Patent Assertion Entities: Six Actions the Antitrust Agencies Can Take
Michael A. Carrier
Rutgers Law School
January 30, 2013
CPI Antitrust Chronicle, Winter 2013, Vol. 1 No. 2
One of the most pressing issues confronting antitrust in 2013 (and beyond) involves patent assertion entities (“PAEs”), previously known as patent trolls. Supporters proclaim PAEs’ benefits to “invention markets.” Critics lament extortion-like demands. Into this debate tiptoes antitrust, wondering if it can play any meaningful role.
In this article, I offer six actions the antitrust agencies can take to address PAEs: (1) Offer guidance about potential harms from patent aggregation, (2) Promote transparency, (3) Prohibit transfers to PAEs that refuse to adhere to previous standards-based licensing promises, (4) Use PAEs’ distinct incentives to employ Clayton Act Section 7 when “plus” factors are met, (5) Monitor collusive activity, and (6) Consider the use of FTC Section 5.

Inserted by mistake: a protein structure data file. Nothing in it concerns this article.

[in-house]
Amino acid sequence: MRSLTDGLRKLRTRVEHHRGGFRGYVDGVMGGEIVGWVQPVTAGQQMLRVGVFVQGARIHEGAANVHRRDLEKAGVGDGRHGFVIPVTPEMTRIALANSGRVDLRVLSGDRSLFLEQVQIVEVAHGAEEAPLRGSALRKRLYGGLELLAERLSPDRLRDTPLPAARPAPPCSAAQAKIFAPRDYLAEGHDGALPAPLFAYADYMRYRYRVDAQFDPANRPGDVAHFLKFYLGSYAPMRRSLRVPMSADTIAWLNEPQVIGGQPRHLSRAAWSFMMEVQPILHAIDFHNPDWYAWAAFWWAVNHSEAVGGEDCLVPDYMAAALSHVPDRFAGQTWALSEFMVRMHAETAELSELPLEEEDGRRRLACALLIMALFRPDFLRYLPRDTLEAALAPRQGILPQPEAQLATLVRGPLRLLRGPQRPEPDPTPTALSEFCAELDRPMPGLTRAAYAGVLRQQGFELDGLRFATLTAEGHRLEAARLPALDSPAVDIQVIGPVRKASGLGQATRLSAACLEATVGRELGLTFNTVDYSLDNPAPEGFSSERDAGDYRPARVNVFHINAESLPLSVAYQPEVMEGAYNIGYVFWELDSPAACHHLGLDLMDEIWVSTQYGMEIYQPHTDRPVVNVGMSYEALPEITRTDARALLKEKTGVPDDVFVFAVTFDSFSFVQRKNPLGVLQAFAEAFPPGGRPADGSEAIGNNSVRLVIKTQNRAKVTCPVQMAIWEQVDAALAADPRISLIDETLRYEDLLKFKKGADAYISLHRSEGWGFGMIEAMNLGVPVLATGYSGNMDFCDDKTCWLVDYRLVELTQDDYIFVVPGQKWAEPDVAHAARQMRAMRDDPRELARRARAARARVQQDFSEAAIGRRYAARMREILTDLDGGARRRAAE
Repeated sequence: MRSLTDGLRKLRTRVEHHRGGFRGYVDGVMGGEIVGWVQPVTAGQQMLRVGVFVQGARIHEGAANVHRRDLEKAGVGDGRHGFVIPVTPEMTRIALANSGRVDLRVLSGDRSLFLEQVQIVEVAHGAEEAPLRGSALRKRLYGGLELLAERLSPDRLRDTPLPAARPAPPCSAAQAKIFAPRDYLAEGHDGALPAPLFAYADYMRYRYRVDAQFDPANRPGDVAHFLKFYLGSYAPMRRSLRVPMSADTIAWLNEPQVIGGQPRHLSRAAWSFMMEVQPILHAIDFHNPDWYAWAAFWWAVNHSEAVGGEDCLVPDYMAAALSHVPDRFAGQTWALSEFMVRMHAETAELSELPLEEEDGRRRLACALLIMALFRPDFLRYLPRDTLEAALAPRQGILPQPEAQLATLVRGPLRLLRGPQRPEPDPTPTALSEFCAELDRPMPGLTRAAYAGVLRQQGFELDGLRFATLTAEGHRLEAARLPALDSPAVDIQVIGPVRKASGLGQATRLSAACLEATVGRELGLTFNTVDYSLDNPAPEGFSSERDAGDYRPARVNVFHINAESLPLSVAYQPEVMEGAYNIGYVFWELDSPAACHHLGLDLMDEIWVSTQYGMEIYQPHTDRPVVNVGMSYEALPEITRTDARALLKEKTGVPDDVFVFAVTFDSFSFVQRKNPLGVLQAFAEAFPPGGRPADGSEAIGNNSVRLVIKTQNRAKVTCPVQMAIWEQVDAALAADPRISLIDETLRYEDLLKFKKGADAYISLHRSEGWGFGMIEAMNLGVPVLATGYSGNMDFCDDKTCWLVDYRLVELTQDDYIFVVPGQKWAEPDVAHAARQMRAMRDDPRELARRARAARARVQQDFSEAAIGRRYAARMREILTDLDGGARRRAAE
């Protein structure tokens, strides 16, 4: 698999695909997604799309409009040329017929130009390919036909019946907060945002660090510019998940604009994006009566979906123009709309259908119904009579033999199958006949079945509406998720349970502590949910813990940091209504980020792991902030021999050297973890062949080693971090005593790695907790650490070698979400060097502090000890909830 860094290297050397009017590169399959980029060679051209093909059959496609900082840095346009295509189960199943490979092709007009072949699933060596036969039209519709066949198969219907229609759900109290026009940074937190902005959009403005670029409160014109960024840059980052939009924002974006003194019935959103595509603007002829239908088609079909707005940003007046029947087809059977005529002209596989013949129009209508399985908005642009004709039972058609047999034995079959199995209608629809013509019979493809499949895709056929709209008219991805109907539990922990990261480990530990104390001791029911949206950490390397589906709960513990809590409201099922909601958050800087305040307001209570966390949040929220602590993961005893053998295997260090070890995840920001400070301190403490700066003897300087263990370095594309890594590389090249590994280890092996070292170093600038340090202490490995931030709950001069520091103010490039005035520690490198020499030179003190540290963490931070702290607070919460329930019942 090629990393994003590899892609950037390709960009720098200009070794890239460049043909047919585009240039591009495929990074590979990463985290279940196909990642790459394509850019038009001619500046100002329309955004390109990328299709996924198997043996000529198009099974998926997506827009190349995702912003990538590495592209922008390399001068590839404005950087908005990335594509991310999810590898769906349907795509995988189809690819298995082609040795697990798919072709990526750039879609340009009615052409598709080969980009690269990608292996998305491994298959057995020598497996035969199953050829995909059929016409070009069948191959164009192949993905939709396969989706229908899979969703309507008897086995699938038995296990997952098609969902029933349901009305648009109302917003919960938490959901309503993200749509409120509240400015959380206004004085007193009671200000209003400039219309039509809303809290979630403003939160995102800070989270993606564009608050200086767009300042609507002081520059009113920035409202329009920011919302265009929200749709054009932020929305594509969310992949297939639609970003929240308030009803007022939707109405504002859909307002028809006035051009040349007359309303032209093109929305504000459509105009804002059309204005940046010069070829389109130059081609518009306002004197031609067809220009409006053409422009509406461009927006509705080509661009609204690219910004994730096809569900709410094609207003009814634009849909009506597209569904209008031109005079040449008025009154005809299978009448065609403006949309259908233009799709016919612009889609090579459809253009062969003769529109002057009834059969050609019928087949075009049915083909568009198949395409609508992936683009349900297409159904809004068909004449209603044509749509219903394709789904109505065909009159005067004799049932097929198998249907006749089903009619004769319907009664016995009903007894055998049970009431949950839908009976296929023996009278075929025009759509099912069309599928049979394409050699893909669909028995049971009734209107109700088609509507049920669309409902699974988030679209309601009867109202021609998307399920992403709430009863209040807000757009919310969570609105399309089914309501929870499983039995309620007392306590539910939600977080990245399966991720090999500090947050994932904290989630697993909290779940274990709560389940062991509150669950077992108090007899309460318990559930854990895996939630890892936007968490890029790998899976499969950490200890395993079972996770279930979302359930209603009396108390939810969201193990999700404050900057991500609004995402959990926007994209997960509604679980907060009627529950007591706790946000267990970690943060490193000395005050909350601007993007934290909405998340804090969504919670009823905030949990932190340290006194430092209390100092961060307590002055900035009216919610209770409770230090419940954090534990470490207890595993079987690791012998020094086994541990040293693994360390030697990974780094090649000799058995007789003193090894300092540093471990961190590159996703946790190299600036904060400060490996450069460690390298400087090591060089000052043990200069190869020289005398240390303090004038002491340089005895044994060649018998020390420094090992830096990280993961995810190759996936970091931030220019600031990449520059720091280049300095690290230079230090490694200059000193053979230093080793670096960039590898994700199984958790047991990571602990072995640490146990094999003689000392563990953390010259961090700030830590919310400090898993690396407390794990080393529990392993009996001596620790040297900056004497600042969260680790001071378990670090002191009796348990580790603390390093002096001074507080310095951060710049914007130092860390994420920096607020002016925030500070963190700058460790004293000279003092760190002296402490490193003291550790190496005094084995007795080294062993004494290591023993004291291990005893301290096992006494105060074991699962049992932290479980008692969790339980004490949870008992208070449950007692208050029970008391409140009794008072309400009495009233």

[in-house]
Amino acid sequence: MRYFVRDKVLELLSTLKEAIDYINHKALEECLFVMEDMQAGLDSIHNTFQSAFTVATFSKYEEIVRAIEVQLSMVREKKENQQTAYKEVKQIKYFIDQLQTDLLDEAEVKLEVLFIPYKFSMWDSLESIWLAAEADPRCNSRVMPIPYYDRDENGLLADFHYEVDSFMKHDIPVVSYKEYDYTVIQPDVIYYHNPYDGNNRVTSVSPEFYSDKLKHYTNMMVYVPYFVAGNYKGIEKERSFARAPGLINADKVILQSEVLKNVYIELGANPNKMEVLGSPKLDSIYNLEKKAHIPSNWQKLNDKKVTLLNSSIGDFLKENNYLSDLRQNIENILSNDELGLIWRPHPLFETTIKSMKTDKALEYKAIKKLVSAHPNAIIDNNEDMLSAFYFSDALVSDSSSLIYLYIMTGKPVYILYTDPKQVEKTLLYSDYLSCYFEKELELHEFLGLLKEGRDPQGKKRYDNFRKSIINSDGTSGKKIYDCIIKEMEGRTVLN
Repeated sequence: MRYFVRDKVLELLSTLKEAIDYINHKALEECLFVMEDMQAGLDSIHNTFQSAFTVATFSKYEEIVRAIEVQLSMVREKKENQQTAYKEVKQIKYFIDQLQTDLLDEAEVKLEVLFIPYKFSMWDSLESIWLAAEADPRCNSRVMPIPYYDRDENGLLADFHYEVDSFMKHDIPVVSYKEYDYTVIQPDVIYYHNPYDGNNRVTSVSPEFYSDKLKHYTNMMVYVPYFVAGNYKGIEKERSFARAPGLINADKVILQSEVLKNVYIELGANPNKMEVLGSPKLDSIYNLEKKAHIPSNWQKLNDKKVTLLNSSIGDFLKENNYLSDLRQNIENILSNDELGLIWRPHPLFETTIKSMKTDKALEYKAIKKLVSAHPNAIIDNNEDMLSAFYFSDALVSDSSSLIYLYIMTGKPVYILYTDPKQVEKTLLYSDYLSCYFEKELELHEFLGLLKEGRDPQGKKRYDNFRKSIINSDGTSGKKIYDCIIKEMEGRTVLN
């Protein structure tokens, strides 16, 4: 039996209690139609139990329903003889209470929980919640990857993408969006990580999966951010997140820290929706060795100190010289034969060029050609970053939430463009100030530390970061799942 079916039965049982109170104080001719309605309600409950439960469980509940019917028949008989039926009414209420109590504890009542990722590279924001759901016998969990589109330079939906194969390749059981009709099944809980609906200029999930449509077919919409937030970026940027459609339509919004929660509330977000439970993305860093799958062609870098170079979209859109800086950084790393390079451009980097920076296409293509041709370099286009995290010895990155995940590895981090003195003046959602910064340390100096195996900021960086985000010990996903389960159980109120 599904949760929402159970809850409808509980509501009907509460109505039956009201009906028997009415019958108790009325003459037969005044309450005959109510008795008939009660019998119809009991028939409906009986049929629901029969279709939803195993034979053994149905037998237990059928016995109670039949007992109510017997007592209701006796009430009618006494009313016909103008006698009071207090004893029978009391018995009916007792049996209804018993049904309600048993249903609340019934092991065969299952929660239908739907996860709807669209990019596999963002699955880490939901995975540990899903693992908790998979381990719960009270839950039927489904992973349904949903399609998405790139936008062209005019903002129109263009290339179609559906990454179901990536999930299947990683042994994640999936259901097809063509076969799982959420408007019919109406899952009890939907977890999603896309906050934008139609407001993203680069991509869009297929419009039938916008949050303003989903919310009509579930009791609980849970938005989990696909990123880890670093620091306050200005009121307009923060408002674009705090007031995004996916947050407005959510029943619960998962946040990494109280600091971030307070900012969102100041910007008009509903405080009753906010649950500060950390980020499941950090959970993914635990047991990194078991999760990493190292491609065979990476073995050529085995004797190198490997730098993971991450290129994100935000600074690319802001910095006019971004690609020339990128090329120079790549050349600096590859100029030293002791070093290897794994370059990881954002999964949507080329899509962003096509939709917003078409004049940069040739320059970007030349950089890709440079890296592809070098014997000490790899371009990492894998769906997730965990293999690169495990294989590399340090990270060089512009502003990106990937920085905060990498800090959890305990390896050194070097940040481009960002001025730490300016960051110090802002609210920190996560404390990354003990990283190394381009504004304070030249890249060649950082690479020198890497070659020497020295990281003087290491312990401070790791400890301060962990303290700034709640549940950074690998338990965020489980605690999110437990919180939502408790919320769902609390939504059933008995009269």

Antitrust enforcement is crucial to the protection of consumers and a competitive marketplace. Even if certain PAEs can justify some of their conduct, that does not mean that all PAE activity is immune from antitrust scrutiny. For if it was so protected, then the most aggressive and unjustified behavior, undertaken by PAEs with the greatest market power and largest portfolios, and inflicting the greatest harm on rivals and consumers, would fall through the antitrust cracks.
The novelty of PAE behavior ensures that the framework must be applied flexibly. But antitrust enforcement cannot automatically be shunned in a context that presents new and powerful opportunities to inflict anticompetitive harm.
Number of Pages in PDF File: 12
Keywords: patent assertion entity (PAE), nonpracticing entity (NPE), patent troll, antitrust
JEL Classification: K21, L40, L41, L63, O31, O34, O38
Date posted: January 31, 2013
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